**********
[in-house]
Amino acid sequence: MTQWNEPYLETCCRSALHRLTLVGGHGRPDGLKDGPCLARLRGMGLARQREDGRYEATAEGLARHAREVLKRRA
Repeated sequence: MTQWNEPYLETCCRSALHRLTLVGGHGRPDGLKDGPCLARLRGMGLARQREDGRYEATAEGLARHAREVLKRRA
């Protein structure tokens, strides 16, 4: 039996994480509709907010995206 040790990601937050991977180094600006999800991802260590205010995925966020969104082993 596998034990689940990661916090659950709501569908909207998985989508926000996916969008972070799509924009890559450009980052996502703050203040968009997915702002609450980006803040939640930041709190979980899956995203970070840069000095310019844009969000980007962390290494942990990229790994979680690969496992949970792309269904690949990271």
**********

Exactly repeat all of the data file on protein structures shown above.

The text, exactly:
[in-house]
Amino acid sequence: MTQWNEPYLETCCRSALHRLTLVGGHGRPDGLKDGPCLARLRGMGLARQREDGRYEATAEGLARHAREVLKRRA
Repeated sequence: MTQWNEPYLETCCRSALHRLTLVGGHGRPDGLKDGPCLARLRGMGLARQREDGRYEATAEGLARHAREVLKRRA
């Protein structure tokens, strides 16, 4: 039996994480509709907010995206 040790990601937050991977180094600006999800991802260590205010995925966020969104082993 596998034990689940990661916090659950709501569908909207998985989508926000996916969008972070799509924009890559450009980052996502703050203040968009997915702002609450980006803040939640930041709190979980899956995203970070840069000095310019844009969000980007962390290494942990990229790994979680690969496992949970792309269904690949990271």